OTOH reading like Hypatia is a problem when confronted with 600+ pages of T'ang dynasty murder and madness. So I'm sort of swiftly reading Deception, and cursing all blurb writers to perdition. 'It begins simply enough. In the capital, Lady Wu and her evil mother are plotting against the Empress...' No it does not, rottit. It begins that way if you read so fast you forget the first sixty-five pages, because up till that it's an interesting enough Judge Dee mystery. I shall probably start skimming when I meet evil Lady Wu and her evil mother. Anyway, isn't characterizing someone as 'evil' a sure tip-off that the approach is just that little bit less than subtle?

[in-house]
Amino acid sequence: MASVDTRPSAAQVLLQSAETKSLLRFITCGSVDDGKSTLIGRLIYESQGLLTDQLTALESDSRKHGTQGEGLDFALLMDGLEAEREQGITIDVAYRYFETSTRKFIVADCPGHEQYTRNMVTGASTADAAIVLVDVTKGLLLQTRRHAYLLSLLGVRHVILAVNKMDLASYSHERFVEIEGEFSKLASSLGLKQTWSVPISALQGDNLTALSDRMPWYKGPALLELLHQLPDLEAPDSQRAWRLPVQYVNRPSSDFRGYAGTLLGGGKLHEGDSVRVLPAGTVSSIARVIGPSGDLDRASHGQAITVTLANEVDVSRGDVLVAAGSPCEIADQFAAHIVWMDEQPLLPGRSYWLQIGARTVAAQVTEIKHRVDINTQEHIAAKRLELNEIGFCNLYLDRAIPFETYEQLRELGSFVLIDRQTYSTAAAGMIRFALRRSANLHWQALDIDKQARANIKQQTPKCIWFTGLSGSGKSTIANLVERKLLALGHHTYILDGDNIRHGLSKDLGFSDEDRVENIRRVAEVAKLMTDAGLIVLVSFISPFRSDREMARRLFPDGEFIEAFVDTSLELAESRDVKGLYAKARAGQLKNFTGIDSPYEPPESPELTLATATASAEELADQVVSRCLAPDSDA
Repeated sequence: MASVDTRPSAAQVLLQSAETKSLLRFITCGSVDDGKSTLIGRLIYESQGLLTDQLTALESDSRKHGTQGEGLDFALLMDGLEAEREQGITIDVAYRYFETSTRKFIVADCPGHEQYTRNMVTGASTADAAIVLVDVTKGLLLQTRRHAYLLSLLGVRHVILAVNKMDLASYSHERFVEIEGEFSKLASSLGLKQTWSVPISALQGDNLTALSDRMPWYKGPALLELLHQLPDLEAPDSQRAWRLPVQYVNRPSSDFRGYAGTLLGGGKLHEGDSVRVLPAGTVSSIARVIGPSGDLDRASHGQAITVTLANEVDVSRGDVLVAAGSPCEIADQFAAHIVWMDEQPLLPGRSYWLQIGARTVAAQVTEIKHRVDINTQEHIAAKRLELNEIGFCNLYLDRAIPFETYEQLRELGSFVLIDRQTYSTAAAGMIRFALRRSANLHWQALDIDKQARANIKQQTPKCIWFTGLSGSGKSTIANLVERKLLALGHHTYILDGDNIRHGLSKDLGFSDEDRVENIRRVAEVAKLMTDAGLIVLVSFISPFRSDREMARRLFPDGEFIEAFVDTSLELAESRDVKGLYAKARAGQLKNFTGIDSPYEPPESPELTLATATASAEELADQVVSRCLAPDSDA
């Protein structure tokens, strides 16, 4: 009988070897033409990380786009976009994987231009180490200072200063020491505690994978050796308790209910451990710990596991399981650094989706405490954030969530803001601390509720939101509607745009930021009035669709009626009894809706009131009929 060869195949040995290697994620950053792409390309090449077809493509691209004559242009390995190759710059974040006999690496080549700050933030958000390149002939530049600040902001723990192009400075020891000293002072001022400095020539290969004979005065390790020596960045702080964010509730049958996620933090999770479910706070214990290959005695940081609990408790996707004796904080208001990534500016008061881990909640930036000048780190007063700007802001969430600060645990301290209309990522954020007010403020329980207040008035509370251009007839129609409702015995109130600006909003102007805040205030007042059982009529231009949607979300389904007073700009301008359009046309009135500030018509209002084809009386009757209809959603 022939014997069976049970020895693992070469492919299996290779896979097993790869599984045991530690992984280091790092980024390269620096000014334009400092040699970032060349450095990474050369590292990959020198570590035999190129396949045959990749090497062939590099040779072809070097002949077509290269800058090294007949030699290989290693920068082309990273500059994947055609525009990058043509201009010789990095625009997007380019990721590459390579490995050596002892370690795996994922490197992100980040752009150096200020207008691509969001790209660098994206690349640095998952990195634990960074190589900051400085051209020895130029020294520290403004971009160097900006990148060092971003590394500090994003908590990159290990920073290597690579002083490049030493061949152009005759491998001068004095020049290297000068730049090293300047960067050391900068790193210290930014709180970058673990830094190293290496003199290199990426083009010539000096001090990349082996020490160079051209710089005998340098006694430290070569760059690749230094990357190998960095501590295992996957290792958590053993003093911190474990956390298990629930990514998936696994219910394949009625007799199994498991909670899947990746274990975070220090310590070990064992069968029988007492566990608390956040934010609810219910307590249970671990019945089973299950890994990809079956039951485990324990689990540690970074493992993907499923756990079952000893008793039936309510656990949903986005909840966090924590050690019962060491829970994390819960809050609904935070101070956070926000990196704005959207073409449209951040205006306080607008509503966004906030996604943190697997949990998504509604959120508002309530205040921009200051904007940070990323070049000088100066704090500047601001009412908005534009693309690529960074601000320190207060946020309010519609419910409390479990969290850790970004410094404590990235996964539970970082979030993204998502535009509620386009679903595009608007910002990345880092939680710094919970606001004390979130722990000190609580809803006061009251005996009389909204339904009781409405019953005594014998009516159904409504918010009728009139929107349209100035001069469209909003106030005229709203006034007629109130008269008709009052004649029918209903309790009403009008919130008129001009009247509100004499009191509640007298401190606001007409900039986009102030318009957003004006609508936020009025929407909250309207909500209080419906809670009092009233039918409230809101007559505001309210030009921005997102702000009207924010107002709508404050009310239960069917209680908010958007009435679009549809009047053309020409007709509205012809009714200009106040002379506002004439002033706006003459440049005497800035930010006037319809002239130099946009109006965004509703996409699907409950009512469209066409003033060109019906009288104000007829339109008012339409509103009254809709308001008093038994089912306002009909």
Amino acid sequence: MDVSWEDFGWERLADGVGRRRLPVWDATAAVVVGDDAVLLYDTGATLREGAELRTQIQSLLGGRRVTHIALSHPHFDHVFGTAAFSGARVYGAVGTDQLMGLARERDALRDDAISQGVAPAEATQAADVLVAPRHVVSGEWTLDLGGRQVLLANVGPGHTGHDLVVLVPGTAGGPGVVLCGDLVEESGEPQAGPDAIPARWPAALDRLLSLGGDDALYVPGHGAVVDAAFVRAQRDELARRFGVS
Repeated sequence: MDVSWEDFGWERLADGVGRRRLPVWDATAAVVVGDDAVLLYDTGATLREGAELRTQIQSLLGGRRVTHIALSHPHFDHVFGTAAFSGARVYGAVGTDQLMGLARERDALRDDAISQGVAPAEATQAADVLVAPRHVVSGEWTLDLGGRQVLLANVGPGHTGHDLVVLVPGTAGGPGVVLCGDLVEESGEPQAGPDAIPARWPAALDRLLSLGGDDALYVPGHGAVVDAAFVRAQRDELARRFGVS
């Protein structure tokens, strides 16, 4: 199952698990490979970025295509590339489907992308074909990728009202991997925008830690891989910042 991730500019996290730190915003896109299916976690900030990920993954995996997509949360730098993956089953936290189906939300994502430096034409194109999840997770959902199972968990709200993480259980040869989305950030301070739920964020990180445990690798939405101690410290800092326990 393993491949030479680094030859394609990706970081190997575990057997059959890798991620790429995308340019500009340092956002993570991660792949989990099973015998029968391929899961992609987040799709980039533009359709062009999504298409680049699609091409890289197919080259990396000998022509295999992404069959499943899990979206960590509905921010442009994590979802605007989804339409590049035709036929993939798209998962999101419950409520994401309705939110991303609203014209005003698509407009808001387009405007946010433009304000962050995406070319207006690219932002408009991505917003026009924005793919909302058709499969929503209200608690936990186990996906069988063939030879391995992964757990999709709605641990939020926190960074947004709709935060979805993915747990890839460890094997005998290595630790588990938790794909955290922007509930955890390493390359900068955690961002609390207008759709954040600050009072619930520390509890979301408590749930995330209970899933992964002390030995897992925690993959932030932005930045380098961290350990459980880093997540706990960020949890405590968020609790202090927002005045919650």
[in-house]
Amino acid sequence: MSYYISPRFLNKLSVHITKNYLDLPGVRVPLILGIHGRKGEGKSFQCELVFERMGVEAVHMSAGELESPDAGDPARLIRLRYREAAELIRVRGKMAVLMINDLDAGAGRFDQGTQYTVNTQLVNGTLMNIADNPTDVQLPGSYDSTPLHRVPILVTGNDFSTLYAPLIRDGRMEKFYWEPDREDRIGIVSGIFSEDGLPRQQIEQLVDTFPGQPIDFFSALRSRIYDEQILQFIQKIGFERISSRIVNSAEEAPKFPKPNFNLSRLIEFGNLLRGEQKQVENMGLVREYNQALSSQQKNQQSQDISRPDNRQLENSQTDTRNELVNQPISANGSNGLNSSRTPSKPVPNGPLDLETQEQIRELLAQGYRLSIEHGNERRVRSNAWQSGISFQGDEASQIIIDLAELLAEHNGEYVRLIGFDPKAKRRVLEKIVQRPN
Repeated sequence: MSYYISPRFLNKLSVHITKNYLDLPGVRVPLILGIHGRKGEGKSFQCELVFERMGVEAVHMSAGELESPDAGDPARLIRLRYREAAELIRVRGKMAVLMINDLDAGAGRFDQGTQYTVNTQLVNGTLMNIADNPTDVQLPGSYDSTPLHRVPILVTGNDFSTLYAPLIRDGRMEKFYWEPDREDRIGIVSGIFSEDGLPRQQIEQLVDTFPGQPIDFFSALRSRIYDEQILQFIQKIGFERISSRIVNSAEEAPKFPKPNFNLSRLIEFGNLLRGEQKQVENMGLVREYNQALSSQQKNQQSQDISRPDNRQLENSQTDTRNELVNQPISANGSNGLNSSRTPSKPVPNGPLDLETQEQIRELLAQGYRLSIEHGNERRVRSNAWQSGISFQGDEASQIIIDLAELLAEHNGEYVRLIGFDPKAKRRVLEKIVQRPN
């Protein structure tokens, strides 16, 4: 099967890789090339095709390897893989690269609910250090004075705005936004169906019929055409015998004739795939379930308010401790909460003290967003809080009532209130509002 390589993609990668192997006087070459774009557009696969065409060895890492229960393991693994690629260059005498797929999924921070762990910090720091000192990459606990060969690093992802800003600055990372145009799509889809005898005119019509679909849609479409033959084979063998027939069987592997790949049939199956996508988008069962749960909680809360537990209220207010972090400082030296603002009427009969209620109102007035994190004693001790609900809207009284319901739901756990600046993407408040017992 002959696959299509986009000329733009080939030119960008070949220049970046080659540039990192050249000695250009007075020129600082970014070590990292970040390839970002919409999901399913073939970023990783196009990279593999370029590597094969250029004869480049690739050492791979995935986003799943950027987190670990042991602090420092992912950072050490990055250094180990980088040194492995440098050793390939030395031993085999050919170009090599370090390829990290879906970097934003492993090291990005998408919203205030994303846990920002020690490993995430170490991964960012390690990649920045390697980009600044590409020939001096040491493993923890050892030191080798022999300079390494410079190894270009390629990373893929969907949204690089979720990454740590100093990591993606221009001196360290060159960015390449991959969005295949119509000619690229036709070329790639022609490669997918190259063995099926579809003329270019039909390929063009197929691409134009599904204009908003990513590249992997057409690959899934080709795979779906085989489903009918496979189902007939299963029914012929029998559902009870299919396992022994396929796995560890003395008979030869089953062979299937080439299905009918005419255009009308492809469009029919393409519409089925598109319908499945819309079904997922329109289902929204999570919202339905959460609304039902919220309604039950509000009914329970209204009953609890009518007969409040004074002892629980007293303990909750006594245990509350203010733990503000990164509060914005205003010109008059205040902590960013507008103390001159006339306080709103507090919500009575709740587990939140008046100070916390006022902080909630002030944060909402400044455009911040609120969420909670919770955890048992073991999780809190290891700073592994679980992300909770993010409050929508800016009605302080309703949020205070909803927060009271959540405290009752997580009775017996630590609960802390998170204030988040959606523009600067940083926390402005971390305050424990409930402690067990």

Why then, for my commute reading, do I choose Caitlin Kittredge's Black London series, replete with demons and uber-demons and a protagonist more unlikable than Felix Castor? And why do I continue to read it after discovering that the only circulating copy takes place in Los Angeles? I am full of fail.
As when I got the automated phone call yesterday-- 'The Toronto Public Library has one or more books on hold for the customer with the initials MJ etc etc.' Er? I have nothing on hold. I *trust* I have nothing on hold, because I copped two books from them last week and three books this week (and a third as a birthday present from incandescens on Wednesday) and that will occupy Hypatia for more than three weeks, thank you. Hoping for a glitch in the system I bicycled there yesterday on my break (which I didn't actually have but no one had made that sufficiently clear to me, what with school boards calling strike days on Thursday and rescinding them at 7 am Friday morning and no one knowing what they were doing in consequence.)
And there on the hold shelf is Anno Draculi. I order books in my sleep, is what.